[00:00:23] My own experiences with my daughter combined with as much training as I can get my hands on research I can dig into and conferences I can attend have helped me to develop systems and tools for parents like you who feel overwhelmed, trying to help their children. So sit back as I share another great topic to help you on your journey. A quick disclaimer, before we get started.
[00:00:46] My Child Will Thrive is not a substitute for working with a qualified healthcare practitioner. The information provided on this podcast is not intended to diagnose or treat your child. Please consult your healthcare practitioner before implementing any information or treatments that you have learned about on this podcast. There are many gifted, passionate, and knowledgeable practitioners with hundreds if not thousands of hours of study and clinical experience available to help guide you.
[00:01:17] Part of our goal is to give you the knowledge and tools you need to effectively advocate for your child so that you don't blend to implement each new treatment that comes along. No one knows your child better than you. No one knows your child's history like you do or can better judge what is normal or abnormal for your child. The greatest success in recovery comes from the parent being informed and asking the right questions and making the best decisions for their child in coordination with a team of qualified practitioners in different areas of specialty. Today's podcast is sponsored by the Autism,
[00:01:49] ADHD and Sensory Processing Disorder Summit. In order to learn more about the summit and to sign up for free, please go to mychildwillthrive.com/summit.
[00:01:59] Tara Hunkin: Hi, everyone. Welcome back to the My Child Will Thrive podcast. I want to welcome you to another episode of the parent perspective and I have with me today,
[00:02:17] Amy Taft. Amy is a homeschooling mom of three active kids, a former elementary school teacher, retired high school field hockey coach, and now a committed holistic practitioner dedicated for advocating for children's health. She enjoys asking and being asked the hard questions learning new skills and nourishing family and friends with nutritious and delicious home cooked meals and taking long reflective walks alone in the woods. a recent addition to her passions is homesteading and pursuing a more intentional and self sufficient lifestyle. and think have many things in common. So I'm really excited to be able to talk to you today, Amy, and get you to bring your story of your journey with your children or your one child in particular to the audience, because I think they can learn a lot from what you and your family have been through.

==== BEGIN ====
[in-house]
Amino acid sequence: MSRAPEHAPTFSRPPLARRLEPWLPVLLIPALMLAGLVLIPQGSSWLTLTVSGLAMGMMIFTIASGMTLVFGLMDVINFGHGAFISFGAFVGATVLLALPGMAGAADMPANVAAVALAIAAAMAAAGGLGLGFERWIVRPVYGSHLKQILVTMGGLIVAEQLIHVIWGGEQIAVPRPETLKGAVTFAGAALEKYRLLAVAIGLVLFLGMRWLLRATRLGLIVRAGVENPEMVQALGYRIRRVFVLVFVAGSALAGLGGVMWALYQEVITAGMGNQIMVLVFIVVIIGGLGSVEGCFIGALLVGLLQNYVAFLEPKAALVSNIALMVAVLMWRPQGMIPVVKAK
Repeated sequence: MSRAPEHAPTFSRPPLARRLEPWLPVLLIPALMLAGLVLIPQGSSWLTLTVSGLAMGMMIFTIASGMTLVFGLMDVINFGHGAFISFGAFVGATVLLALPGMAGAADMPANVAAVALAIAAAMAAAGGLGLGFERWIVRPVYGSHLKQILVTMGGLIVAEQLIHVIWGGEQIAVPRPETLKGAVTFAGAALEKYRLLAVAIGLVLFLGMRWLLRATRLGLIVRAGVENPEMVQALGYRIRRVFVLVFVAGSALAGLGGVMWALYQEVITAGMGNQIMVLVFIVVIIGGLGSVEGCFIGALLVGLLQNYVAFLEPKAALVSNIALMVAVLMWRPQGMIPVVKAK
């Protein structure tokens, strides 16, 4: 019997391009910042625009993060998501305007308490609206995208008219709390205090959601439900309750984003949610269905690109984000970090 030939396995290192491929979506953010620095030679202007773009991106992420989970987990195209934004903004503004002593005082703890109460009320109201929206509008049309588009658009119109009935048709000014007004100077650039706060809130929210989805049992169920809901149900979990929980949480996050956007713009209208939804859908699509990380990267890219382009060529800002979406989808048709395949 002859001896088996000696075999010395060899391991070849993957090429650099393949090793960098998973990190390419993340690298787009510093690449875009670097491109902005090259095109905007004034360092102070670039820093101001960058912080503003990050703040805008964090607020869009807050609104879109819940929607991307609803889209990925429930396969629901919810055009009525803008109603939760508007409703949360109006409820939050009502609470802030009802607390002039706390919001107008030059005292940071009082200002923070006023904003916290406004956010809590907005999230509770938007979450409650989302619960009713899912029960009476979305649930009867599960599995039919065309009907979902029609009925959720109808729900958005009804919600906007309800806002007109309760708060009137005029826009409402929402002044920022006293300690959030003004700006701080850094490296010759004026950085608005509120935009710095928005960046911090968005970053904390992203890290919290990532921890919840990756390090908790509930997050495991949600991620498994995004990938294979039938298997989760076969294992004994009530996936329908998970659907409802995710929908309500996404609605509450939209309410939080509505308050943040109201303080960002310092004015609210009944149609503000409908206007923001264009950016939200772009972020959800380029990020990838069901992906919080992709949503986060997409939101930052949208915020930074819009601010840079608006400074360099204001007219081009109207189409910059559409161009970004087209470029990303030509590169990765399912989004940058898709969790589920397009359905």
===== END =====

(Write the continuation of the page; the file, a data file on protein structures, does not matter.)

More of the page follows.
[00:03:11] Amy Taft: Thank you, Tara. Happy to be here and happy to share my story.
[00:03:15] Tara Hunkin: let's get right into it. So why don't you start by sharing with us a little bit more about why you came to the work that you do today the journey you went through with your son in particular?
[00:03:27] Amy Taft: Sure. I think I've always been interested in health and nutrition.
[00:03:32] I just didn't really understand what that truly was until a few years ago, but it was really with the birth of my second child. I have a daughter who's now 12 and my son is 10. And when I was pregnant with him, I was advanced maternal age. I was 37 when I got pregnant with him and so that of course sends you down this track with medical professionals as to what they require.
[00:03:53] And so part of that was meeting with a high risk doctor who runs lots of tests and they're basically looking for something to be wrong with your pregnancy and something to be wrong with your child. So I was used to that. I had gone through that with my first child. And so it didn't really concern me too much except that after one particular visit,
[00:04:11] they seemed excessively concerned and made like a big to-do about it and wanted me to come back very soon. And they mentioned a few things that I had heard before, and didn't really concern me, but long story short at about halfway through my pregnancy, maybe a little bit over halfway, they said we are doing scans and we can't find this particular brain part. Going back in my memory,
[00:04:35] I'm having a hard time remembering what it was. I want to say it was the cerebellum, but there was definitely something that they could not find in the scans and scared me very much. They gave me a lot of options at that point. Do you want to continue in the pregnancy? Do you want to do genetic testing?